Nearly all of Royal Oak’s 51 parks have blue heavy metal barrels for trash near adjacent streets, but that’s changing.
The city commissioner this week approved a move by the Department of Public Services to purchase 100 new trash cans that can be placed in various locations throughout the park to discourage people from packing trash into containers.
“During the spring, summer, and other times of the year, we get complaints about overflowing bins,” said John Fedel, the city’s director of recreation and parks. “Mostly it’s people dumping household trash and 2×4 debris and even broken lawn chairs there.”
DPS officials have been working for several years to improve the park’s trash bins.
The $192,252 cost of the new container will be funded through the Solid Waste Fund, which Mayor Michael Fournier said could not be spent on other types of purchases.
Several commissioners questioned the cost, but DPS Director Aaron Filipski pointed out that there are cheaper commercial-grade trash cans and more expensive ones.
“We spent a lot of time thinking about durability” of containers, says Filipski. “This is a big problem.”
Inexpensive containers are usually designed in a square configuration with welds that have deteriorated and need repair.
Filipski says, “We didn’t want a cheap can that would take more time to replace and repair.”
The new 45-gallon container is made by Victor Stanley and is topped with cherry-colored slats. Made in the USA with 98% recycled materials and comes with a side deposit for trash.
“We also want to put more aesthetically pleasing things in the park,” says Fedele. “The way these trash cans are designed discourages people from throwing large trash.”
DPS officials said the new containers will further save manpower and time collecting garbage from the park.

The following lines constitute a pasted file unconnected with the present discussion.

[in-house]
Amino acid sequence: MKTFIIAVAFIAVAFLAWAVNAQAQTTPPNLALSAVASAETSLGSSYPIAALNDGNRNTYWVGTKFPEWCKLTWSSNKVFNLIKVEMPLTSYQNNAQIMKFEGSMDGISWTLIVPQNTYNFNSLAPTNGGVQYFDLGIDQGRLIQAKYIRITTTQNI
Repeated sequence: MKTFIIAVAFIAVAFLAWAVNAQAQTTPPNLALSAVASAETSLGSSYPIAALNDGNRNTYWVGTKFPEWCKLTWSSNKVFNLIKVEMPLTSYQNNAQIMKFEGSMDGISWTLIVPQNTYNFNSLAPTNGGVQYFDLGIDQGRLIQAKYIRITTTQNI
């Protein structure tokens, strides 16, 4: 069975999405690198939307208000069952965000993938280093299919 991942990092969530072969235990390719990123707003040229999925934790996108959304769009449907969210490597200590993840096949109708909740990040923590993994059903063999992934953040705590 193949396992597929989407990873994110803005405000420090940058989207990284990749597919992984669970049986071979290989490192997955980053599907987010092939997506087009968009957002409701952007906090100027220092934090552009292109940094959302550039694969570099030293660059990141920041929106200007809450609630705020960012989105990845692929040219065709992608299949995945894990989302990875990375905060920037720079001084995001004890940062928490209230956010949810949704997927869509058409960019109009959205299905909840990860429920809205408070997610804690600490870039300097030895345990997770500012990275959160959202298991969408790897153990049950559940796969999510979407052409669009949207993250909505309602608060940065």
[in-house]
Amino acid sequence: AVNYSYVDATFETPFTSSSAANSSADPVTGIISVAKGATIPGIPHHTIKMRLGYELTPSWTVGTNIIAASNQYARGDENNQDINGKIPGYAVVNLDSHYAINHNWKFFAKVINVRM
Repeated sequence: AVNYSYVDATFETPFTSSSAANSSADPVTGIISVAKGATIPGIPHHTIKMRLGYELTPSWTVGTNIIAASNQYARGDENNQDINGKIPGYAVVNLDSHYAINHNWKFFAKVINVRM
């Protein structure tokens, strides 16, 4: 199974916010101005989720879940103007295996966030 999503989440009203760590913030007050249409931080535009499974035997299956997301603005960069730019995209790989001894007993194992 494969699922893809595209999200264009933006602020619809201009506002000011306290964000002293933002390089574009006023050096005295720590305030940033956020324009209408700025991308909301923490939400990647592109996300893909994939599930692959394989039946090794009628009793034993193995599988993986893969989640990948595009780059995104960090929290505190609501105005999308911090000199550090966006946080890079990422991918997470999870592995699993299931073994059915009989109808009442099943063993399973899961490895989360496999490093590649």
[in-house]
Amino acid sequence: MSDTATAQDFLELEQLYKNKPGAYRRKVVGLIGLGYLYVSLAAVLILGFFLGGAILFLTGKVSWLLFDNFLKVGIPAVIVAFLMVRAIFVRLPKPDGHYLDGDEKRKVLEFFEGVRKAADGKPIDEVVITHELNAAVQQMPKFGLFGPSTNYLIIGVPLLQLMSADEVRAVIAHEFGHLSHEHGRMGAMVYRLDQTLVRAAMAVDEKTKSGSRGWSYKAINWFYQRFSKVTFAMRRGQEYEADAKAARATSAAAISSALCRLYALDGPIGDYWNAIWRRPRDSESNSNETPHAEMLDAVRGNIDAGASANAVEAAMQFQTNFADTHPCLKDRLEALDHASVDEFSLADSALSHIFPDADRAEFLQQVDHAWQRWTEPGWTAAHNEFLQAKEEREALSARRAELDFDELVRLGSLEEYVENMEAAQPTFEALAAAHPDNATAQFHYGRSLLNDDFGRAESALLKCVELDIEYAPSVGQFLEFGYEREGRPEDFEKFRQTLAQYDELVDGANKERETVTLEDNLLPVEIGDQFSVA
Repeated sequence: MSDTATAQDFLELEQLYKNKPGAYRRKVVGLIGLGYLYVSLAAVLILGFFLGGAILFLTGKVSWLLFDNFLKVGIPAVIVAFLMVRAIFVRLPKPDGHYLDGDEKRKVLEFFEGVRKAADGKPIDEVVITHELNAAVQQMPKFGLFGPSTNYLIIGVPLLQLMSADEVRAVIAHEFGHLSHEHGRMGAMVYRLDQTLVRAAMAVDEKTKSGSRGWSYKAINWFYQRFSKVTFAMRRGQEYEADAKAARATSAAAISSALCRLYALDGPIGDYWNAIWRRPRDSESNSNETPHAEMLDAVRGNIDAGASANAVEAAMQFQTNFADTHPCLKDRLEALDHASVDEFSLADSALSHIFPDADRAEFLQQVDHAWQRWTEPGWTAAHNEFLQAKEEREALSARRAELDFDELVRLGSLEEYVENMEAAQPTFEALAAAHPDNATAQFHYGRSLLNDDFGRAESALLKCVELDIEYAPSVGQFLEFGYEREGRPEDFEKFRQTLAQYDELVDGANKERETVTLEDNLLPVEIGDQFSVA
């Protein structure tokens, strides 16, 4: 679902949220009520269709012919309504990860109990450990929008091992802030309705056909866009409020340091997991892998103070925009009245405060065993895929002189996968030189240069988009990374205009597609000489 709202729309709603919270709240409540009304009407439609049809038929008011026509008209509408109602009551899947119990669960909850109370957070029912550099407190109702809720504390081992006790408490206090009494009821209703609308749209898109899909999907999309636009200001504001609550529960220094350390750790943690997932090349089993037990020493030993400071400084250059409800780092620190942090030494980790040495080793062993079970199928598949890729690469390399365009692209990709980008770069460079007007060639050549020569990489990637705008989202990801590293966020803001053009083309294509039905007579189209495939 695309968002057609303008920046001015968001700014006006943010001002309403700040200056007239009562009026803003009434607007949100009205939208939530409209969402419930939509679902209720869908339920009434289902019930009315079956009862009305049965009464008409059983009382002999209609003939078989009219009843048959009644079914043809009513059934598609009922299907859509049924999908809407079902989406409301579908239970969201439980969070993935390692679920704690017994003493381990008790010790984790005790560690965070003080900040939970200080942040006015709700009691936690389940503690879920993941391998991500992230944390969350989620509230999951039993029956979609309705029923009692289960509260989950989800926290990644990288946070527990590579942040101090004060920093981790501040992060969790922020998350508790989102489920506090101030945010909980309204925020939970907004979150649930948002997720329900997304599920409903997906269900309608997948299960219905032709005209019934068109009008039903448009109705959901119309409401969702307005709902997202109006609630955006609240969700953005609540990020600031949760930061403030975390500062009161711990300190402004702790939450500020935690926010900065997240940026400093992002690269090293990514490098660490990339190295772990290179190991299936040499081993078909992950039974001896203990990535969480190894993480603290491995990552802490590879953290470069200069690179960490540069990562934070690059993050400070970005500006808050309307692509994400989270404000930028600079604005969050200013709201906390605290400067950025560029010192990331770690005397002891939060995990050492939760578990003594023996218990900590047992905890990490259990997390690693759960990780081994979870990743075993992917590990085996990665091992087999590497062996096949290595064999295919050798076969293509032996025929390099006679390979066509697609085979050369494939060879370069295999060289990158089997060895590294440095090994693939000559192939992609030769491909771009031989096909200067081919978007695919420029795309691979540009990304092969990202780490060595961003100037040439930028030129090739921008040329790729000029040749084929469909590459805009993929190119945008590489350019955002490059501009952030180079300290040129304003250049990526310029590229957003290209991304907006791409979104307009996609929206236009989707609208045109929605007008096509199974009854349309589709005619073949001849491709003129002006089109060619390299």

The metal blue barrels in use today often require a DPS to carry a full size garbage truck with mechanical lifting arms to collect the garbage.
Fedele said the new container has a round plastic liner that can be picked up by an employee and placed in the back of a pickup truck, saving money on garbage collection.
City commissioners are asking DPS to look into ways to improve recycling at the park.
“It’s important to recycle in the park,” said City Commissioner Brandon Kolo, who suggested delaying the purchase of new trash cans for 90 days until the DPS comes up with a recycling plan for the park.
Recycling was a challenge, even when trash bins were placed in parks.
“We are recycling in several parks, including Normandy Oaks, where the pavilions are located, VFW and Memorial Park,” Fedel said.
The main problem, however, is that people throw garbage and non-recyclable items into recycling bins.
“There is always some kind of non-recyclable material mixed in, and the whole bag ends up in the trash,” he said.
The only way to avoid this problem is to have someone sift through all the bags designated for recyclables and separate the waste.
The same problem exists for local, state, and national parks, Fedele said.
“Some general education is needed to solve this problem,” he said. “We are looking to start with bottle recycling and hopefully develop more complex recycling.”
Filipski and Fedele will work on the first recycling plan, which will be submitted to the city council in the coming months.
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